I was absolutely fascinated by Lauren’s nomination, and I’m excited to introduce you to this amazing woman. Lauren Lee is a Product Manager at Shield Casework where she oversees the products Shield is producing from beginning to end. When I set out to interview her, I had some questions lined up, but as we talked, my questions morphed into something a little different. I met someone interesting with amazing stories to tell. I learned that Lauren is a supportive and understanding colleague who reaches for perfection in all aspects of life, and who most certainly understands the value in having a good time while you’re doing it.
How did you get started in engineering, specifically industrial design? Was there a particular class or moment that led you down the industrial design path? “I had a few really great teachers in junior high and high school who encouraged me in both math and science. Learning wasn’t always fun, but I would feel accomplished as I gained knowledge. I don’t think teachers realize just how much of an impact they have on their students when they are encouraging and keep learning interesting. The industrial design came later for me. I went to the University of Kansas (KU), where initially, I was enrolled as a mechanical engineer. I’ve also always enjoyed art and design, since my parents are both artists, so I took a hand-drafting course in the KU art department. I owe the professor there credit for introducing me to industrial design. I was doing well in her class and she asked me if it was something I had ever considered. She thought I might like and excel at it. I did some research and really liked that it was a little bit engineering, a little bit design, and a little bit art. It was a very well-rounded program so I switched over to industrial design with a concentration in engineering.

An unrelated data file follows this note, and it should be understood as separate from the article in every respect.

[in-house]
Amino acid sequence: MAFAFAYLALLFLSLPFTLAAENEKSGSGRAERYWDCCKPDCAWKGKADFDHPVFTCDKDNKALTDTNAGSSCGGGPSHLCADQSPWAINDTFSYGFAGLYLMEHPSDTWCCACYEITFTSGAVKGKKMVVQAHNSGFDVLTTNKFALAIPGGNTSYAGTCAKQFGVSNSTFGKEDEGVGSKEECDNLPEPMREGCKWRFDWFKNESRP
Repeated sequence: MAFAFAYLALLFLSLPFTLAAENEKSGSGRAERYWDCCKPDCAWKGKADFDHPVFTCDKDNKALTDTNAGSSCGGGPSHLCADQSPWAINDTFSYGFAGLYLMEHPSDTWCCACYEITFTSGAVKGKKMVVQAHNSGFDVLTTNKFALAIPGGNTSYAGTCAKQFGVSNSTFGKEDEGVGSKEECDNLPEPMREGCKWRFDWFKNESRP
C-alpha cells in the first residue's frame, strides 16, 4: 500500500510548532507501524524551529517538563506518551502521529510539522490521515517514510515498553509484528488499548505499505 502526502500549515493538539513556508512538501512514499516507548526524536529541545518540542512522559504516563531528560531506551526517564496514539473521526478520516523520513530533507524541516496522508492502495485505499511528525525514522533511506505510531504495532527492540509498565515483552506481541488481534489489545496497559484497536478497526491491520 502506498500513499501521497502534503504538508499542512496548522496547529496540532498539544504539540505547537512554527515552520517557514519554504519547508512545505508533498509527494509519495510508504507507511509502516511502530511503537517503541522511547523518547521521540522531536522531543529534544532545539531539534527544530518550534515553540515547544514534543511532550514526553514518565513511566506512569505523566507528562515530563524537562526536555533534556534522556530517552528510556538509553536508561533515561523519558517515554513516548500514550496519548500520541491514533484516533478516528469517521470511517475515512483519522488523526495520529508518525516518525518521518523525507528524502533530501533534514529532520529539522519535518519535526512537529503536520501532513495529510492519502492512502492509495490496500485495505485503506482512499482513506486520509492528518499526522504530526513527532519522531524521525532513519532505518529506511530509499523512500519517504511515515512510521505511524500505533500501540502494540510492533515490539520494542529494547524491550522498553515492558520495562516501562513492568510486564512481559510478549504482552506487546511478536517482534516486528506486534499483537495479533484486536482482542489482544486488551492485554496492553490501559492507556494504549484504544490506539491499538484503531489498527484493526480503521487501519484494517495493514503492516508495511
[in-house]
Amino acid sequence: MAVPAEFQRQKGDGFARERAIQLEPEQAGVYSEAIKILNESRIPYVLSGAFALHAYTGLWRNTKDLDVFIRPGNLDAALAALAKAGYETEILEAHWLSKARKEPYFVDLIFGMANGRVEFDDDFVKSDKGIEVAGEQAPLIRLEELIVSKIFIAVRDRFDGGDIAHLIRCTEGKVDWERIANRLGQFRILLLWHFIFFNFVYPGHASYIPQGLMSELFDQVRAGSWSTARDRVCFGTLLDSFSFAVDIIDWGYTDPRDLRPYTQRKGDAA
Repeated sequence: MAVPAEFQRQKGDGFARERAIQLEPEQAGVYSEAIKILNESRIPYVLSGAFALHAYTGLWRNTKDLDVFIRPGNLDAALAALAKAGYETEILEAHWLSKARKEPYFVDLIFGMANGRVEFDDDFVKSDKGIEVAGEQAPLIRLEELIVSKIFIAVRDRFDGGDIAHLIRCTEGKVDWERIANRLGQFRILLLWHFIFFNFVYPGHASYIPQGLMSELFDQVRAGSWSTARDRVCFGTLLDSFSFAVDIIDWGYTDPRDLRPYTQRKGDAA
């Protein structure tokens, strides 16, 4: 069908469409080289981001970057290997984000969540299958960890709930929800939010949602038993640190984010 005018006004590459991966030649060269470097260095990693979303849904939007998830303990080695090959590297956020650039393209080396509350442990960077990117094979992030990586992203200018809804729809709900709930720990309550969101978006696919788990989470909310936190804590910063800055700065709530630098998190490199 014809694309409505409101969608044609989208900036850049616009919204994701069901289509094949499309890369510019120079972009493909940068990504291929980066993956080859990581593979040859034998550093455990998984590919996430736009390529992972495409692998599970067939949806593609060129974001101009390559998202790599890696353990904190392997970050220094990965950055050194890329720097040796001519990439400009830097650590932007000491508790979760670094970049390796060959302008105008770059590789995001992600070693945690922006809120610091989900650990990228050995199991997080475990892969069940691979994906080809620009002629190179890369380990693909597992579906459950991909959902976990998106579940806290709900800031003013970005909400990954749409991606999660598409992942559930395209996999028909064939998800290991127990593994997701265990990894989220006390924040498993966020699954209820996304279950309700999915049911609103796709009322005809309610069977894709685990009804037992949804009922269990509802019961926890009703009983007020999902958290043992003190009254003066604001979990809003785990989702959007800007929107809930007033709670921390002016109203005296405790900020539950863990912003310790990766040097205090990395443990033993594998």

Another one of the things that got me excited about engineering and design was Walt Disney’s Imagineering Division. They’re the people who get to figure out rides and exhibits. At one point, I was reading a lot of their books and doing research into that field. I happened across a competition they have, the Imaginations Design Competition, and I had a classmate at the time who was also interested in ride design and theme parks. We teamed up and started to think about what would allow us to make a well-rounded project. At that point, we brought in another classmate who was a sculptor, as well as a girl who was a composer so we could establish the whole mood for the ride. This was a fairly open-ended competition – you could design a product for the parks or a ride, a dining experience, you name it. We chose to create a ride and we made it into the finals. They flew us out to California where we got to meet the other teams comprised of talented students from around the world. We worked with Disney’s engineers and research and development specialists to refine our project before presenting to a panel of judges at the end of the week. I learned so much in a short time. I definitely enjoyed it and it is an experience that I will never forget. It was a lot of work on top of school, but it was worth it. I’d recommend entering this competition to the students reading this. Seriously, do it!”
How long have you been using SOLIDWORKS? “Let’s see. I started in college so since 2005. I have been very pro-SOLIDWORKS. We’ve had the opportunity to re-evaluate what software we want to use at Shield Casework and with SOLIDWORKS, our models are built the same way we want them built out on the production floor. It makes our process a lot more streamlined. We call it digital fabrication. Our goal is to catch most of the issues we’re going to have before it’s released to production.”